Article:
Induction of Antiviral Cytotoxic T Cells by Plasmacytoid Dendritic Cells for Adoptive Immunotherapy of Posttransplant Diseases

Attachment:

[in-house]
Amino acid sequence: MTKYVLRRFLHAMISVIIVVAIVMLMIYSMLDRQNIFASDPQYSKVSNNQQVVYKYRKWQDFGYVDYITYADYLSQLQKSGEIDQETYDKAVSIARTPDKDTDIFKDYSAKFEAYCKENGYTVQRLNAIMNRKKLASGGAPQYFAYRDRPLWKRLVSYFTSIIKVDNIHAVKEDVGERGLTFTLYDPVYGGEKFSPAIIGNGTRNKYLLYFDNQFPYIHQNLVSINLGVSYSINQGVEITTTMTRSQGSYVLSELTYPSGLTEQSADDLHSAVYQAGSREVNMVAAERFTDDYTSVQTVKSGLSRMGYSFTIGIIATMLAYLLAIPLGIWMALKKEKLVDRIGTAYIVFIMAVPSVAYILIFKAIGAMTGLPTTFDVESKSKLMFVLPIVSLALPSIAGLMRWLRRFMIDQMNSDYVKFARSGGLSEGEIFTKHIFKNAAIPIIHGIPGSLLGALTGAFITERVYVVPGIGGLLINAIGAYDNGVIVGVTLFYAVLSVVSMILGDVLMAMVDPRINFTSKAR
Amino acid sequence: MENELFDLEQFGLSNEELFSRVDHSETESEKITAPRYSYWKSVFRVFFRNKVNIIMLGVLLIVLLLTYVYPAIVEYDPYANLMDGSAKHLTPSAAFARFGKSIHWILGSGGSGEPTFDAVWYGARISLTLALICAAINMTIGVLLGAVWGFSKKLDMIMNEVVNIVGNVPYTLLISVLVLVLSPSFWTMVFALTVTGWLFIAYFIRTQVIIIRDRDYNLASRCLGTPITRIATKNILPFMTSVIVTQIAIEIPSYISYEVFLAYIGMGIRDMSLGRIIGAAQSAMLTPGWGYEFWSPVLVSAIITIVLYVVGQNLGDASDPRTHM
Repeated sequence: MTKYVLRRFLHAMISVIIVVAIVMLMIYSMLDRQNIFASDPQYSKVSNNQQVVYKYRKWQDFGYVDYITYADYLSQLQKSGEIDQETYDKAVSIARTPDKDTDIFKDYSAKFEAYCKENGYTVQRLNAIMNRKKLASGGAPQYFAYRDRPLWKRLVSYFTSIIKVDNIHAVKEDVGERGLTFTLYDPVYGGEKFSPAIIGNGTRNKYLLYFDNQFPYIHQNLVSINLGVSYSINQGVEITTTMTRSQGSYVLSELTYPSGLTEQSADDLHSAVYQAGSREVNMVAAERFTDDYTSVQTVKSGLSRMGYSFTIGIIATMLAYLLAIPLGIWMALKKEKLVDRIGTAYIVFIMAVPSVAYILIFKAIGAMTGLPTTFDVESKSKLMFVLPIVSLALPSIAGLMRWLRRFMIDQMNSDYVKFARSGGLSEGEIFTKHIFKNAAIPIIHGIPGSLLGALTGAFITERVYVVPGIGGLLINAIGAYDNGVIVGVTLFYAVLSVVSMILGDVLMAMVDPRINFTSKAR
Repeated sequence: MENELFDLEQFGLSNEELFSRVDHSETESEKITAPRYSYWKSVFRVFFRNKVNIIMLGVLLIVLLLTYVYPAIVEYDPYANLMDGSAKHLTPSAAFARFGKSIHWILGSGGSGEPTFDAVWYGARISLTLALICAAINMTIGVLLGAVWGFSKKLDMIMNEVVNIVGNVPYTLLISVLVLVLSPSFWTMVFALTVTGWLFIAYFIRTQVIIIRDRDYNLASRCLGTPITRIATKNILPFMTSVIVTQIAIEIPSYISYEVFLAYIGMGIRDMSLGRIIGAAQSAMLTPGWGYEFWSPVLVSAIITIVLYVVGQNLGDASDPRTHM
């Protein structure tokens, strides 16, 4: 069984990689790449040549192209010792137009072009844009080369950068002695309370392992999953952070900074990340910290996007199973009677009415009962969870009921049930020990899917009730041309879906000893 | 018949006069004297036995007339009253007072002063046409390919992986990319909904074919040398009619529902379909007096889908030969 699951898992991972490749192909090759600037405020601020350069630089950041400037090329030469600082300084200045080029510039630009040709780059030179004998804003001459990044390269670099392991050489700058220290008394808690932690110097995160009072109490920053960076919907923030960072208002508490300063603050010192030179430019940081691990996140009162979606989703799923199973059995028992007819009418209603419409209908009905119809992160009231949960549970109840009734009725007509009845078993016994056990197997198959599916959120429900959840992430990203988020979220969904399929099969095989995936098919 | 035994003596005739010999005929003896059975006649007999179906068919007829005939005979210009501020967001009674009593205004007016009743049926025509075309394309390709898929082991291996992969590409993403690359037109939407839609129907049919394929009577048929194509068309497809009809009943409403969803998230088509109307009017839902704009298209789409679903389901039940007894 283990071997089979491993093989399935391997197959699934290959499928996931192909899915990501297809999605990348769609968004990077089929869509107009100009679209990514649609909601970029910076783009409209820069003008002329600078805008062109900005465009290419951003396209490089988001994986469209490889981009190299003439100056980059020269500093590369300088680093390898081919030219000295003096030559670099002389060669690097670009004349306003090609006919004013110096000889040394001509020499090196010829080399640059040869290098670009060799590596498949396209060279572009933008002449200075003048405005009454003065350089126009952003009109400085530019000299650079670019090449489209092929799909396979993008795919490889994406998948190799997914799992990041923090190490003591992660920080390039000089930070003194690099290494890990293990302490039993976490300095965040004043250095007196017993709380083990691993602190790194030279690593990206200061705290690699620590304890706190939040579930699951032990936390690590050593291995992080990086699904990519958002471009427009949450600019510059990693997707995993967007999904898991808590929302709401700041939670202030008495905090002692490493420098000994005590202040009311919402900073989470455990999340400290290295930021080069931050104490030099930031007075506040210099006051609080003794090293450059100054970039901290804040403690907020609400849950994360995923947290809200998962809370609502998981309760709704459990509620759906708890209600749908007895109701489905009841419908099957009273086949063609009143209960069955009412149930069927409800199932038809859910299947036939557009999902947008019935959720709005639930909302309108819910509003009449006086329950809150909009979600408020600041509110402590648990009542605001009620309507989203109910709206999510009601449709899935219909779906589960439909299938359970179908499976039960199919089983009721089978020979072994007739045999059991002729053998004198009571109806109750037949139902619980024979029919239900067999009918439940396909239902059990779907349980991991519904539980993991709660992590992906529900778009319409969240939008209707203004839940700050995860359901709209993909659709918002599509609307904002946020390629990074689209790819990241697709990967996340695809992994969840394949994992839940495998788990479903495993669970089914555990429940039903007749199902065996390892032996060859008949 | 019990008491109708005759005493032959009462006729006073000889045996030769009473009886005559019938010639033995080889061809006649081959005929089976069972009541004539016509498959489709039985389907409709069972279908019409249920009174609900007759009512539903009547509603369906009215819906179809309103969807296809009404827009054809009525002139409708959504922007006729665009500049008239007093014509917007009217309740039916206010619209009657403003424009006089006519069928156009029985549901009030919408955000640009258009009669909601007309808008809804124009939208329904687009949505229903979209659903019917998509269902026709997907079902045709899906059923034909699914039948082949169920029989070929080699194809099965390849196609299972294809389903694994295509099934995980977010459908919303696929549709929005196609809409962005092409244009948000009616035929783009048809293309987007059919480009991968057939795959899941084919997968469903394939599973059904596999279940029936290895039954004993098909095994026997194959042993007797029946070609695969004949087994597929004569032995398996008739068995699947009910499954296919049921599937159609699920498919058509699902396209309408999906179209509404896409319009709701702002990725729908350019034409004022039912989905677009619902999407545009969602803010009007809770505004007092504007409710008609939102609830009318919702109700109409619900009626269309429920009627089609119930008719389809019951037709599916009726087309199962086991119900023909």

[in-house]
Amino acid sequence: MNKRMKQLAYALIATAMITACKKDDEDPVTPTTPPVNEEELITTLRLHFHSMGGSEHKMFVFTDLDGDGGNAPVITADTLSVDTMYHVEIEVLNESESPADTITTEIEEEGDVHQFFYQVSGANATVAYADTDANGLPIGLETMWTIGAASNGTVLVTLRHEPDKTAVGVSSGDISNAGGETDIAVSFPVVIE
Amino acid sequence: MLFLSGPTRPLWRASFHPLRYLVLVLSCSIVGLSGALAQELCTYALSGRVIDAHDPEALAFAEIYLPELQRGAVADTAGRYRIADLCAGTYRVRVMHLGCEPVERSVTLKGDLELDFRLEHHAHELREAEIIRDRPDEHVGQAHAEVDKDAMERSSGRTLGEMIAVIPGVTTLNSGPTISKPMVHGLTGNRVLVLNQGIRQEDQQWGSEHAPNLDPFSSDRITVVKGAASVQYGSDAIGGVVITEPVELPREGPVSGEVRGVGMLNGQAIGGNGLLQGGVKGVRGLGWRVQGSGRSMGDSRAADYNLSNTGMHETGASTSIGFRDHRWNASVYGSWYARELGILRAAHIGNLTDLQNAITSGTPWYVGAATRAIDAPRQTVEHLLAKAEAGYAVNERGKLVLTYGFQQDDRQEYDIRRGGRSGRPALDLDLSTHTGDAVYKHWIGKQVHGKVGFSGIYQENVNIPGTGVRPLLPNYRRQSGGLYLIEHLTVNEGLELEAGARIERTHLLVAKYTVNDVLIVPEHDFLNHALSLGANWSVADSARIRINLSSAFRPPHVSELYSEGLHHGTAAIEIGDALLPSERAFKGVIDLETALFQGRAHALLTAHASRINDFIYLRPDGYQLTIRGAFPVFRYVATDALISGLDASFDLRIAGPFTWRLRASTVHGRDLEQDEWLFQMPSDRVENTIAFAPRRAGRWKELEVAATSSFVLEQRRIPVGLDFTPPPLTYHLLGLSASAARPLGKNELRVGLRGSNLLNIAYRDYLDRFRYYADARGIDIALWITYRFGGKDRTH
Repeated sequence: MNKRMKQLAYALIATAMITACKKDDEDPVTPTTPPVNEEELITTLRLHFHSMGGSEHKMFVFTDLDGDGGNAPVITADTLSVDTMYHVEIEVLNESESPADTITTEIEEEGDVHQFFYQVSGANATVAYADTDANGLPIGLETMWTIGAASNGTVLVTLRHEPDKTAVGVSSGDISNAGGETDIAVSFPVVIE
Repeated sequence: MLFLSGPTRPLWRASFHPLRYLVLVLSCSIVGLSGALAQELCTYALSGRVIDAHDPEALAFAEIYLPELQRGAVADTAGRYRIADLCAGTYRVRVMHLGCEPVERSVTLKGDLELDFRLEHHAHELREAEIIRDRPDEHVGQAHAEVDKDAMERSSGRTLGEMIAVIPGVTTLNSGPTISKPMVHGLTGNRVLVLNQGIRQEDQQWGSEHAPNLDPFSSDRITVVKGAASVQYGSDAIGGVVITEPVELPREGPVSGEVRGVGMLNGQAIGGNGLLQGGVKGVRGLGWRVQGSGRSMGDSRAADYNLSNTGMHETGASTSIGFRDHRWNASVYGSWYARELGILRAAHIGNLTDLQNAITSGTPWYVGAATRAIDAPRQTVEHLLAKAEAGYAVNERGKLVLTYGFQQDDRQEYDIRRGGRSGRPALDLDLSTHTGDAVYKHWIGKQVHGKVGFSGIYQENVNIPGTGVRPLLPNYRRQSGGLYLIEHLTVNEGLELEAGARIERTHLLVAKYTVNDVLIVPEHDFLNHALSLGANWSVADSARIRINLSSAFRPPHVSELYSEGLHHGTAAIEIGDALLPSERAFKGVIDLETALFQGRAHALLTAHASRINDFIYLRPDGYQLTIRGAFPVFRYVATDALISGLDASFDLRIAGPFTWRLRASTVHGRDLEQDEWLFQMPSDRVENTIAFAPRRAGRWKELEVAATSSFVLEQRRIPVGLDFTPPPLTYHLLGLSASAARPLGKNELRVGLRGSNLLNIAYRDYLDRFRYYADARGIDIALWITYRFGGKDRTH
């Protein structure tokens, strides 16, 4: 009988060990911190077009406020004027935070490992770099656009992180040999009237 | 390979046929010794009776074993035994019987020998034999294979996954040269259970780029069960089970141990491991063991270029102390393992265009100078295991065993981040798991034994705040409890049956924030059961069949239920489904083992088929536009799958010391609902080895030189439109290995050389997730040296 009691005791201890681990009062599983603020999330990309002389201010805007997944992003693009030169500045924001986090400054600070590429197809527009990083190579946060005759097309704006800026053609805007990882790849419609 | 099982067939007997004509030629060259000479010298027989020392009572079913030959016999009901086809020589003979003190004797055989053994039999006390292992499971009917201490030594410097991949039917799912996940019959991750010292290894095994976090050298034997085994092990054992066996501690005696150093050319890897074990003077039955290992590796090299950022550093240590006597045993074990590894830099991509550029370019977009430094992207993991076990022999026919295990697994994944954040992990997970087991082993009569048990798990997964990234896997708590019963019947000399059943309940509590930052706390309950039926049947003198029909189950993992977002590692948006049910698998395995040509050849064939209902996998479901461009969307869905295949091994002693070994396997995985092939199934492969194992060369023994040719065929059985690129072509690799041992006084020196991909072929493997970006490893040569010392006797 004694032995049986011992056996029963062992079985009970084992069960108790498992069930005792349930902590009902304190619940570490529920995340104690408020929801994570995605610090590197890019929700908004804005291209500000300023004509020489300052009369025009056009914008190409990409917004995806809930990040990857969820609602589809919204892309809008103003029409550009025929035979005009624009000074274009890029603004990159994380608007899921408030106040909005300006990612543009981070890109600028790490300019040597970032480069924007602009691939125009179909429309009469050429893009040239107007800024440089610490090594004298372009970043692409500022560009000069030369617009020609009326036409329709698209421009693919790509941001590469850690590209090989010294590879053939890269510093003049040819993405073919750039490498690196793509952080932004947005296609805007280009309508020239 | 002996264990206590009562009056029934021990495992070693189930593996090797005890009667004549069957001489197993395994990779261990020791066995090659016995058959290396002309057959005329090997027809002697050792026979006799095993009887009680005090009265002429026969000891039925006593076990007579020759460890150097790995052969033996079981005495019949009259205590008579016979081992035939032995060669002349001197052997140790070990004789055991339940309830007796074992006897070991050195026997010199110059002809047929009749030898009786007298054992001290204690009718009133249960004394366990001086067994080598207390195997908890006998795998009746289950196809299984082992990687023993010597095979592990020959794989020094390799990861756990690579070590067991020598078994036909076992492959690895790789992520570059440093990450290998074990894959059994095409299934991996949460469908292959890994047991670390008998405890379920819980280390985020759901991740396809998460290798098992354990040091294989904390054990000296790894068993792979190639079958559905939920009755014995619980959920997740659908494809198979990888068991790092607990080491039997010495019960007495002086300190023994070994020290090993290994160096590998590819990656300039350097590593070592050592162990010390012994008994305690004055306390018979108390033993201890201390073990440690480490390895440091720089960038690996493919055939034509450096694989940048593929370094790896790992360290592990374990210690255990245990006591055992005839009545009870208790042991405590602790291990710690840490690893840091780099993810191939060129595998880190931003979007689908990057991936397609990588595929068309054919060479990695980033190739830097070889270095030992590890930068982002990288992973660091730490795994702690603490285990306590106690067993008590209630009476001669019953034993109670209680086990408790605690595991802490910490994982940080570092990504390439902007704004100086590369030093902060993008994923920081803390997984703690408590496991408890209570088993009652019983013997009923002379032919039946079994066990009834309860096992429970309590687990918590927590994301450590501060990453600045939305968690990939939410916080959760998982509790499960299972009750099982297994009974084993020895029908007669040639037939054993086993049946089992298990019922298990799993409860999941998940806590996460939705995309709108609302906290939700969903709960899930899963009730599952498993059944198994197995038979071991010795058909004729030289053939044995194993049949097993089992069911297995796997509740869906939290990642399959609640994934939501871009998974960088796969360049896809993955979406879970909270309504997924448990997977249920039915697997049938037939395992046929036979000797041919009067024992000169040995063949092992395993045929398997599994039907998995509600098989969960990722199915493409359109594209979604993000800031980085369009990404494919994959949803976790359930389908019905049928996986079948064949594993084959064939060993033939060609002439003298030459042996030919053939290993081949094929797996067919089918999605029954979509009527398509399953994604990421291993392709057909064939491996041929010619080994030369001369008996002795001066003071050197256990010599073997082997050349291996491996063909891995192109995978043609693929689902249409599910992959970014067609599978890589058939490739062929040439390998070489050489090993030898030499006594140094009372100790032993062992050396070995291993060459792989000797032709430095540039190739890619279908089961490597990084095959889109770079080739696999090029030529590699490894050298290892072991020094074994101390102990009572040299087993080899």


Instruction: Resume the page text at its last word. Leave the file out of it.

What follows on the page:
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Virus–associated hematologic malignancies (EBV lymphoproliferative disease) and opportunistic infections (CMV) represent a major cause of hematopoietic stem cell and solid organ transplantation failure. Adoptive transfer of antigen–specific T lymphocytes appears to be a major and successful immunotherapeutic strategy, but improvements are needed to reliably produce high numbers of virus–specific T cells with appropriate requirements for adoptive immunotherapy that would allow extensive clinical use. Since plasmacytoid dendritic cells (pDCs) are crucial in launching antiviral responses, we investigated their capacity to elicit functional antiviral T–cell responses for adoptive cellular immunotherapy using a unique pDC line and antigens derived from Influenza, CMV and EBV viruses. Stimulation of peripheral blood mononuclear cells from HLA–A*0201+ donors by HLA–A0201 matched pDCs pulsed with viral–derived peptides triggered high levels of multi–specific and functional cytotoxic T–cell responses (up to 99% tetramer+ CD8 T cells)in vitro. Furthermore, the central/effector memory cytotoxic T cells elicited by the pDCs strongly display antiviral activity upon adoptive transfer into a humanized mouse model that mimics a virus–induced malignancy. We provide a simple and potent method to generate virus–specific CTL with the required properties for adoptive cellular immunotherapy of post–transplant diseases.

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